U.S. industrial output posted its biggest drop in more than 2-1/2 years in March in part as oil and gas well drilling plummeted, highlighting the negative impact of lower crude prices and a strong dollar on the economy.
The dour report from the Federal Reserve on Wednesday was the latest sign that growth slowed sharply in the first quarter and suggested the U.S. central bank could delay raising interest rates until later this year.
Snowy winter weighed on activity early in 2015. Labor disruptions at normally busy West Coast ports, as well as the dollar and softer global demand have been a constraint.
“This provides some confirmation on the disappointing growth performance in the first quarter. The absence of a lift in the other forward-looking indicators suggests that the U.S. economic recovery is struggling to regain any traction,” said Millan Mulraine, deputy chief economist at TD Securities in New York.
Industrial production fell 0.6 percent after edging up 0.1 percent in February, the Fed said. March’s decline was the largest since August 2012 and was worse than economists’ expectations for only a 0.3 percent drop.
A 17.7 percent plunge in oil and gas well drilling pulled mining production down 0.7 percent in March, marking the third straight month of declines in mining output.
Crude oil has lost more than half of its value since last June, resulting in a sharp drop in well drilling activity. Companies in the oil field are also either postponing or cutting back on capital expenditure projects.
Separately, the Fed in its Beige Book report of anecdotal information on business activity collected from contacts nationwide said investment in oil and gas drilling had declined and related layoffs were reported by “multiple” regions.
Caterpillar Inc early this year cut its 2015 profit outlook and warned lower oil prices would hurt its energy equipment business.
Last month, utilities production tumbled 5.9 percent, also weighing on industrial production.
“We do not see the emerging picture as supporting the hand of those who have been arguing for an earlier Fed rate hike,” said Anthony Karydakis, chief economic strategist at Miller Tabak in New York.
Most economists have pushed back their expectations for the first rate hike to either September or October from June. Others believe monetary policy will only be tightened in 2016. The Fed has kept interest rates near zero since December 2008.
Data including for retail sales, housing starts, inventories, trade and manufacturing suggest the economy grew at a sub-1.5 percent annual rate in the first quarter after a 2.2 percent pace in the October-December quarter.
U.S. Treasury prices rose as the data supported bets the Fed was likely to wait longer to raise rates. Stocks rose while the dollar fell against a basket of currencies.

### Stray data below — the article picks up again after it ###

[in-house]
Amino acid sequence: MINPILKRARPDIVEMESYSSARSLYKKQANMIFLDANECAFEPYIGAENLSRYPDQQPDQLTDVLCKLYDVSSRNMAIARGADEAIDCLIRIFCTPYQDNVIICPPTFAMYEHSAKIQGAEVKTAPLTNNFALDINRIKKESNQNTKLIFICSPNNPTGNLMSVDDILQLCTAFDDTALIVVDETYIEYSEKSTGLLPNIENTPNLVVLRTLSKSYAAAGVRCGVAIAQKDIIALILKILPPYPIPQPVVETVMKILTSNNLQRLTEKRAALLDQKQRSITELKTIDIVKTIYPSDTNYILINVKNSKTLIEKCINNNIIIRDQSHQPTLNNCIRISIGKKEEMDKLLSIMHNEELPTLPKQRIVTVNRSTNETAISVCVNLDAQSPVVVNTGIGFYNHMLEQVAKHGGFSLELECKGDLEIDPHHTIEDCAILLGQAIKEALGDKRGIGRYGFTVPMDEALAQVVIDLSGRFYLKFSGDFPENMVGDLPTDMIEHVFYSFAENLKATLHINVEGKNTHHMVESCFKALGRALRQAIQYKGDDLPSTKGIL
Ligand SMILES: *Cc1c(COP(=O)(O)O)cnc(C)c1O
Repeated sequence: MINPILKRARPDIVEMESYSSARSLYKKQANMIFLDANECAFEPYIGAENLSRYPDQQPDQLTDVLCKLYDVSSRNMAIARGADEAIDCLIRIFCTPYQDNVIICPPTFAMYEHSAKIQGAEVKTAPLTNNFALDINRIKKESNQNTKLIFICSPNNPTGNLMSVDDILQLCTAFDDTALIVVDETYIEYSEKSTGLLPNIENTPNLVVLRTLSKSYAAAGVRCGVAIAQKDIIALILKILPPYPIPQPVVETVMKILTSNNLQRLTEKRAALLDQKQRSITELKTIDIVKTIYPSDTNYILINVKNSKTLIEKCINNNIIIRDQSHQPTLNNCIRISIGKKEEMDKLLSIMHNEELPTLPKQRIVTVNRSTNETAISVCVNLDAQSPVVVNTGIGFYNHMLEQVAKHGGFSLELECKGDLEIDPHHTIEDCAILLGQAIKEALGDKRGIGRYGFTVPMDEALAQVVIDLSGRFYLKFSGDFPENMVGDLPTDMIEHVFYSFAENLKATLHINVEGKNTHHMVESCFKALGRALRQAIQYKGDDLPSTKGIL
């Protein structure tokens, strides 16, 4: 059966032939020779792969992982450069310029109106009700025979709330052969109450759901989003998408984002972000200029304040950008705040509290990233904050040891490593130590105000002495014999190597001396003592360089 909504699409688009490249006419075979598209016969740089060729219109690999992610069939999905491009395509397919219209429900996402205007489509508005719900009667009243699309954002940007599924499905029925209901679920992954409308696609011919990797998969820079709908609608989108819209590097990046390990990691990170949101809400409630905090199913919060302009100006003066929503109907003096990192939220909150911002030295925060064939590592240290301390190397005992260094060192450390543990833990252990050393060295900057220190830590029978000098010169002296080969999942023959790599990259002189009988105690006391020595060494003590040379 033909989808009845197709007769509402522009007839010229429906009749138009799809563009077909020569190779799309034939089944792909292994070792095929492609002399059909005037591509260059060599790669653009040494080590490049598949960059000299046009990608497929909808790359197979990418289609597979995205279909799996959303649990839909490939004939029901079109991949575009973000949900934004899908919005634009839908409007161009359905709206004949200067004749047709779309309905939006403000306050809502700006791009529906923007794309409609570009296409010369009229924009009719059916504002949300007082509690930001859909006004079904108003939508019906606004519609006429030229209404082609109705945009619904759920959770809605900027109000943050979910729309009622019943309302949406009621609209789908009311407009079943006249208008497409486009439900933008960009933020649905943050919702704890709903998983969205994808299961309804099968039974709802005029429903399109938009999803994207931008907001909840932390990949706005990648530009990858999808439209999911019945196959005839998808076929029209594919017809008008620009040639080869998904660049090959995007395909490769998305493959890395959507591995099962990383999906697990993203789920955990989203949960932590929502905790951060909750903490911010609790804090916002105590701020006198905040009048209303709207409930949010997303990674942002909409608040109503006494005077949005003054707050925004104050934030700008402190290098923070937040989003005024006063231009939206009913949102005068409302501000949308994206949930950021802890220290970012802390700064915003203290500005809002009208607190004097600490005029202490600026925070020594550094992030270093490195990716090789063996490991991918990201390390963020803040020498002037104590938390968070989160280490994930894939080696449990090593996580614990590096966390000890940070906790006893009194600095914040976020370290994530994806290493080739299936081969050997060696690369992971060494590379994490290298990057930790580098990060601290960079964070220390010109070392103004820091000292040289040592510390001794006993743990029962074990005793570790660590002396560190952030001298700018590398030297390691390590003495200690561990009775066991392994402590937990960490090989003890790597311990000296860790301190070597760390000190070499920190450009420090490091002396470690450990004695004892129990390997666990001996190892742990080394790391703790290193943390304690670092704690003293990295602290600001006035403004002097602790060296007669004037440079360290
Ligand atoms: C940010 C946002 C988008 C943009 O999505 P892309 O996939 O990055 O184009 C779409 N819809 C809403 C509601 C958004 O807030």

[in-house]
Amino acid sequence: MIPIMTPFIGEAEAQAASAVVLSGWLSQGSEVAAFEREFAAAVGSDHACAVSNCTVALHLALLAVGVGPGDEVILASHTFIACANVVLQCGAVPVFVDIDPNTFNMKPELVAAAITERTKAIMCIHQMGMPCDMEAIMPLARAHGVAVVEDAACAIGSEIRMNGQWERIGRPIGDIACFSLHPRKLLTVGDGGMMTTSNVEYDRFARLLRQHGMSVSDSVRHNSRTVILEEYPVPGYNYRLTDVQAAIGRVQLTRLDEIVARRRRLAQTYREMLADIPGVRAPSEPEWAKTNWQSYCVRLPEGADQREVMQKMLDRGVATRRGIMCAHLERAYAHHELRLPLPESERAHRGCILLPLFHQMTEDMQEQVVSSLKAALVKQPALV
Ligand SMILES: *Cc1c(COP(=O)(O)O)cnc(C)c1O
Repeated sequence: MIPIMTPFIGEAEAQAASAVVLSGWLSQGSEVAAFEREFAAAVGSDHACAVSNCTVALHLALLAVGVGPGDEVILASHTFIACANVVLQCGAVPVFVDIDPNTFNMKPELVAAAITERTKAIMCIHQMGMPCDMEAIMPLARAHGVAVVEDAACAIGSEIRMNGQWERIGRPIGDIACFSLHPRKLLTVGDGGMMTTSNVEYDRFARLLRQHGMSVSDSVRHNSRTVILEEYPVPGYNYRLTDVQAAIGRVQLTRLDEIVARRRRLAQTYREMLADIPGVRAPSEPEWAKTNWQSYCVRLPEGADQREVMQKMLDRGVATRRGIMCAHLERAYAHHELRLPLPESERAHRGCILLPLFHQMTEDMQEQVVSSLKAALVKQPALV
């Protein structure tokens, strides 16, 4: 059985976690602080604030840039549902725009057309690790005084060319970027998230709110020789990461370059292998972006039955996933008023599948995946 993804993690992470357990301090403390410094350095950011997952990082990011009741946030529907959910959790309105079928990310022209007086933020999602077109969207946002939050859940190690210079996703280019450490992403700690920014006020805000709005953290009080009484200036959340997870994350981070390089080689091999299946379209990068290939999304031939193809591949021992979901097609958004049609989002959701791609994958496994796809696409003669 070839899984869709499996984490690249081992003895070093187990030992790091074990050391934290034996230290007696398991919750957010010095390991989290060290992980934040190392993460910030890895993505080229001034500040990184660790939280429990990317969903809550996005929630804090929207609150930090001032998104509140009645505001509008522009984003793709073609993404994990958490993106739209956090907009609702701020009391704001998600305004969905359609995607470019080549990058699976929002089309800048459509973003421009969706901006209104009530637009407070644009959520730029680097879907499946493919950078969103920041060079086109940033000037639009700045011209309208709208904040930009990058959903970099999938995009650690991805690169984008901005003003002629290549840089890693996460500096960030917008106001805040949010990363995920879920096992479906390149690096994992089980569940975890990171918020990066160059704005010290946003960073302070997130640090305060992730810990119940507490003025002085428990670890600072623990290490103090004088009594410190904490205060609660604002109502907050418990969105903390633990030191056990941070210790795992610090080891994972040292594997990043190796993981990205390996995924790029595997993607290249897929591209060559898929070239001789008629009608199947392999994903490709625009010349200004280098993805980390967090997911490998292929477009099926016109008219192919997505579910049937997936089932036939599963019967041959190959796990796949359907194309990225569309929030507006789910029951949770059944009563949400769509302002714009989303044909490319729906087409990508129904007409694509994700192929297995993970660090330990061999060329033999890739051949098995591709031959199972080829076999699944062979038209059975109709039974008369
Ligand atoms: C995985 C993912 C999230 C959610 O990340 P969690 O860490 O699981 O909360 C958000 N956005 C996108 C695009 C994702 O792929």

For the first quarter, industrial production declined at an annual rate of 1.0 percent, the first quarterly decrease since the second quarter of 2009.
Oil and gas well drilling and servicing, which tumbled at a 69.8 percent rate, accounted for the bulk of the drop in industrial output in the first quarter.
While manufacturing output ticked up 0.1 percent in March, the first gain since last November, it fell at a 1.2 percent rate in the first quarter, the first decline since the second quarter of 2009.
The soft trend could persist for a while. In a separate report, the New York Fed said its Empire State general business conditions index fell to -1.19 in April from March’s 6.90. This was the first negative read for the index since December.
The weakness in manufacturing, which accounts for about 12 percent of the economy, has been attributed to the buoyant dollar, bad weather and supply chain disruptions from the ports dispute.
Softer growth in Europe and Asia, especially China where the economy expanded at its slowest pace in six years in the first quarter, has also been a drag.
The dollar has gained 13 percent against the United States’ main trading partners since last June, which economists say is equivalent to a 0.5 percentage point interest rate hike.
“The dollar’s strength may be taking some of the oomph out of factory production, which had been on a tear until December last year,” said Chris Rupkey, chief financial economist at
MUFG Union Bank in New York.
“Time will tell whether this is real weakness or simply a bump on the road to prosperity. Our guess remains the economy comes back strong later on this spring.”
Companies like Microsoft Corp and Procter & Gamble Co, the world’s largest household products maker, and healthcare conglomerate Johnson & Johnson have warned the dollar will hit sales and profits this year.